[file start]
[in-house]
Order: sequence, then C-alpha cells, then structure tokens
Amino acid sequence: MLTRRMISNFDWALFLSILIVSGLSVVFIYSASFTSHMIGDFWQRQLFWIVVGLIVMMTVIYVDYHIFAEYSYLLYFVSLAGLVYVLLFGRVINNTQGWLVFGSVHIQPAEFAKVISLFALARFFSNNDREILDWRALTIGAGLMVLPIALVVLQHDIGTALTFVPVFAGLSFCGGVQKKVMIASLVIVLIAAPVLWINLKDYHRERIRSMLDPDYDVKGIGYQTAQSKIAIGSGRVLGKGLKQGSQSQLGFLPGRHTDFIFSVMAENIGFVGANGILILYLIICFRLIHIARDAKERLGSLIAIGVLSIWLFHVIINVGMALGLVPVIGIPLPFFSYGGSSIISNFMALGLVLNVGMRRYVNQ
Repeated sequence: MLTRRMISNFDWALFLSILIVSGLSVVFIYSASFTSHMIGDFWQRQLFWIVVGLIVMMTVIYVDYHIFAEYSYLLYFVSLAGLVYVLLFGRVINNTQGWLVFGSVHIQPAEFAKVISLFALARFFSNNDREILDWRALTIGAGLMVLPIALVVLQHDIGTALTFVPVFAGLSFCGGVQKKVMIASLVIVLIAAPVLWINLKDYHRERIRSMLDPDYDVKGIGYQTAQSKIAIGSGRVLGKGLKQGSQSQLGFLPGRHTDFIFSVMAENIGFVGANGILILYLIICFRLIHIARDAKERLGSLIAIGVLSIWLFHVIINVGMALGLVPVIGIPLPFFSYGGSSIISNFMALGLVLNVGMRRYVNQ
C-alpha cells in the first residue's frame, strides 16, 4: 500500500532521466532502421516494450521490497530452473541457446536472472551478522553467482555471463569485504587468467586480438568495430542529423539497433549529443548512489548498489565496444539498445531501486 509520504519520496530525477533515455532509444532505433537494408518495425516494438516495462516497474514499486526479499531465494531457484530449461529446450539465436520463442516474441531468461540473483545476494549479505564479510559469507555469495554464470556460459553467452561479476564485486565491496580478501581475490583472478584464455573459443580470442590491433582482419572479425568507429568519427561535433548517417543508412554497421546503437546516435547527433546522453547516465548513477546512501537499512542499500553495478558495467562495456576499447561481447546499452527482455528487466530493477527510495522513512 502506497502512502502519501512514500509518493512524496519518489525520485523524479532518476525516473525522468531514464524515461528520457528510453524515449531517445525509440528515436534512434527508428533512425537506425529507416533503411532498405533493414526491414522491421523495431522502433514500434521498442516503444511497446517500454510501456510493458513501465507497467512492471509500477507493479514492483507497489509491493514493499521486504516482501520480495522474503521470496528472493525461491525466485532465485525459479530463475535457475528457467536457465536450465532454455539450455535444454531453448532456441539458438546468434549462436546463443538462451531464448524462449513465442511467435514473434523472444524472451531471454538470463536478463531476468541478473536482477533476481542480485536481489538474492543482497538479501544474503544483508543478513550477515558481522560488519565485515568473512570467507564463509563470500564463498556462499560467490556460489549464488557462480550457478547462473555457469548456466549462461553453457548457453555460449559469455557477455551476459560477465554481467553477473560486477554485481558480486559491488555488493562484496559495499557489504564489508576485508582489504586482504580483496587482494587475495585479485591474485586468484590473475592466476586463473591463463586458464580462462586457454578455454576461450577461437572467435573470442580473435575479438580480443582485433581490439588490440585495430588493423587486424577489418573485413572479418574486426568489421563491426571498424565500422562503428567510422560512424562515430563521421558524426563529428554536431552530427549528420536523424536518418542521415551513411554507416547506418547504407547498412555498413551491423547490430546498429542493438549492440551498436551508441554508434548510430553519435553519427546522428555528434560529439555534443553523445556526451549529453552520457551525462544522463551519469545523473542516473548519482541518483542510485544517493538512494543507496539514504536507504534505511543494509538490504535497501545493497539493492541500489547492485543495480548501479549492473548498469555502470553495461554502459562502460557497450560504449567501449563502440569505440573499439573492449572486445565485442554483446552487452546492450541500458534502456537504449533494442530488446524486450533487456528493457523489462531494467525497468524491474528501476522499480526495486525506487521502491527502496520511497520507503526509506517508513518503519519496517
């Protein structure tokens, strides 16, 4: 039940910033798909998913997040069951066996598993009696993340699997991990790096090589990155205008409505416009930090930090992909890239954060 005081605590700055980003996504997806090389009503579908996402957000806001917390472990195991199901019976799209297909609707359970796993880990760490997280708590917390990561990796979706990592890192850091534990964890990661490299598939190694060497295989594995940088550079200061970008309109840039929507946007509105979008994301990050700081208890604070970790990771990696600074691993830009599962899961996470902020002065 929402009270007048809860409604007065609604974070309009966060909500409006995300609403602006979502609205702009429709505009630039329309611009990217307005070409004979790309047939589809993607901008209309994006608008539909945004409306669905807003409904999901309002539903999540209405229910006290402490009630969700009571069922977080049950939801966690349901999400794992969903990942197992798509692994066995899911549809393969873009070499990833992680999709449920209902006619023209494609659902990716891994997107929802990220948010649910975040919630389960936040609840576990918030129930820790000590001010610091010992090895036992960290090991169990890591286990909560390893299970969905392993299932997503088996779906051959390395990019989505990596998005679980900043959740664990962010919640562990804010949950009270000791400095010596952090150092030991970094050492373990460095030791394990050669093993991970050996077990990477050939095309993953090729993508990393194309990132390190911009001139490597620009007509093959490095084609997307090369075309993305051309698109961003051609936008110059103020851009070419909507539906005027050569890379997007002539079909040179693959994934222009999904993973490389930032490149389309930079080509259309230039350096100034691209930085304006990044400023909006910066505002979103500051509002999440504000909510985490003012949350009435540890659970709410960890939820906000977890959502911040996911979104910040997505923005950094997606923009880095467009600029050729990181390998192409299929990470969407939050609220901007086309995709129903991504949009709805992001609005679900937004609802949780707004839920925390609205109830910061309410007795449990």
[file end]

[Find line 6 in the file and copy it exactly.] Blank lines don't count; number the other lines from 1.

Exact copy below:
């Protein structure tokens, strides 16, 4: 039940910033798909998913997040069951066996598993009696993340699997991990790096090589990155205008409505416009930090930090992909890239954060 005081605590700055980003996504997806090389009503579908996402957000806001917390472990195991199901019976799209297909609707359970796993880990760490997280708590917390990561990796979706990592890192850091534990964890990661490299598939190694060497295989594995940088550079200061970008309109840039929507946007509105979008994301990050700081208890604070970790990771990696600074691993830009599962899961996470902020002065 929402009270007048809860409604007065609604974070309009966060909500409006995300609403602006979502609205702009429709505009630039329309611009990217307005070409004979790309047939589809993607901008209309994006608008539909945004409306669905807003409904999901309002539903999540209405229910006290402490009630969700009571069922977080049950939801966690349901999400794992969903990942197992798509692994066995899911549809393969873009070499990833992680999709449920209902006619023209494609659902990716891994997107929802990220948010649910975040919630389960936040609840576990918030129930820790000590001010610091010992090895036992960290090991169990890591286990909560390893299970969905392993299932997503088996779906051959390395990019989505990596998005679980900043959740664990962010919640562990804010949950009270000791400095010596952090150092030991970094050492373990460095030791394990050669093993991970050996077990990477050939095309993953090729993508990393194309990132390190911009001139490597620009007509093959490095084609997307090369075309993305051309698109961003051609936008110059103020851009070419909507539906005027050569890379997007002539079909040179693959994934222009999904993973490389930032490149389309930079080509259309230039350096100034691209930085304006990044400023909006910066505002979103500051509002999440504000909510985490003012949350009435540890659970709410960890939820906000977890959502911040996911979104910040997505923005950094997606923009880095467009600029050729990181390998192409299929990470969407939050609220901007086309995709129903991504949009709805992001609005679900937004609802949780707004839920925390609205109830910061309410007795449990």